Broken Pipe
 
 
 
   
 
 
Dan Aykroyd Turns From "Blues Brothers" to "Ghostbusters"
 
 
Eighteen years after the original, "Blues Brothers 2000" is finally in theaters, starring Dan Aykroyd. After the death of his old "Saturday Night Live" buddy John Belushi, who played Jake Blues, it seemed like it could never happen, but Aykroyd wouldn't let it go. Once he recruited his late partner's kid brother, Jim Belushi, and former "Roseanne" star John Goodman into the band, he knew a sequel could and should happen.

"I always wanted to carry the act forward with three Blues Brothers - and now we have four," says Aykroyd, referring to the kiddie Blues Brother, J. Evan Bonifant. Jim Belushi had to be replaced by Joe Morton due to a scheduling conflict, but he and Goodman did perform with Aykroyd in several House of Blues appearances as the movie was being conceived.

"It was a goal realized, an ambition achieved, and a dream come true," says Aykroyd of "Blues Brothers 2000." "I was most grateful to Universal for putting up the money. I really couldn't believe we were actually shooting."

With "Blues Brothers 2000" under his belt, Aykroyd may turn his attention to reviving "Ghostbusters." The biggest comedy hit of 1984, it was sequelized five years later in another huge hit, "Ghostbusters II." "Harold (Ramis) and I have a treatment that we really like," reports Aykroyd. "It's just a matter of writing it now. We're going to try to do it this summer."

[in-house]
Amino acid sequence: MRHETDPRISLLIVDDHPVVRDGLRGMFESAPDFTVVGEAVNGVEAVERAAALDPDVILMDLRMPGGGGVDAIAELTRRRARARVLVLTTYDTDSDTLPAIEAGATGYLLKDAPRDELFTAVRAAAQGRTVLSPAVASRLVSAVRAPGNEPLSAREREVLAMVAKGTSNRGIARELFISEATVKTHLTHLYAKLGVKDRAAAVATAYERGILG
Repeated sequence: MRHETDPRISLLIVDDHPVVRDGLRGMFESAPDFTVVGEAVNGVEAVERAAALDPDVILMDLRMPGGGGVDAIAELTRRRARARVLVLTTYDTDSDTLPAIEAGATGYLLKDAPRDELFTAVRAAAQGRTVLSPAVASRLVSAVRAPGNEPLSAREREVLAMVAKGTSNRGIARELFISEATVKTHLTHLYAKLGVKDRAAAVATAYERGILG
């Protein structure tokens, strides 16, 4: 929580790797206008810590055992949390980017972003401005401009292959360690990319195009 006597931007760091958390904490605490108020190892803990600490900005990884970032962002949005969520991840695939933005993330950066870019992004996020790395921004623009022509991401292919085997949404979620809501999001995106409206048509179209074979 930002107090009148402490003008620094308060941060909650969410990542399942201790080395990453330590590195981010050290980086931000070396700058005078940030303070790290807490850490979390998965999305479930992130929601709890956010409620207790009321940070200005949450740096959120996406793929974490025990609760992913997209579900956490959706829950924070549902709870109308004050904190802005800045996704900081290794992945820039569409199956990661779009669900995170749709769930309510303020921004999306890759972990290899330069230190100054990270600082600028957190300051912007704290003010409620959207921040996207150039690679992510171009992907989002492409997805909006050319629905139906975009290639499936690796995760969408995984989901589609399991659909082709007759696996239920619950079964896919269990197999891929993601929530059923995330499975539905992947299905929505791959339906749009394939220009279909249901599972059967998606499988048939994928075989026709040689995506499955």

Among the hurdles facing "Ghostbusters III" is the fact that Bill Murray and director Ivan Reitman do not want to return.

"The concept is still strong and I think that Harold and I can pull it off, if we have the time," responds Aykroyd. "The concept is that there's a positive image of life and there's a negative image of life. Hell is not some distant place, far away from this dimension or realm. Hell is right next door. It's like those old tintype photos where you turn them one way and they look positive, then you just flick them slightly and they look negative. That's our concept. Given the right technology you could flip the switch and all of a sudden the positive that we see in this room suddenly becomes negative. It's kind of neat.

"We're going to set it in New York and do a Hades version of New York, very close to life in the city as we perceive it now. You look down at the river and there's a ferry of Wall Street commuters, except they're being shoved off with pitchforks into the river which is now boiling blood. Flick it back and it's just the Brooklyn Bridge and just a normal traffic jam. Carrying that through, I think we can have a lot of fun."

 

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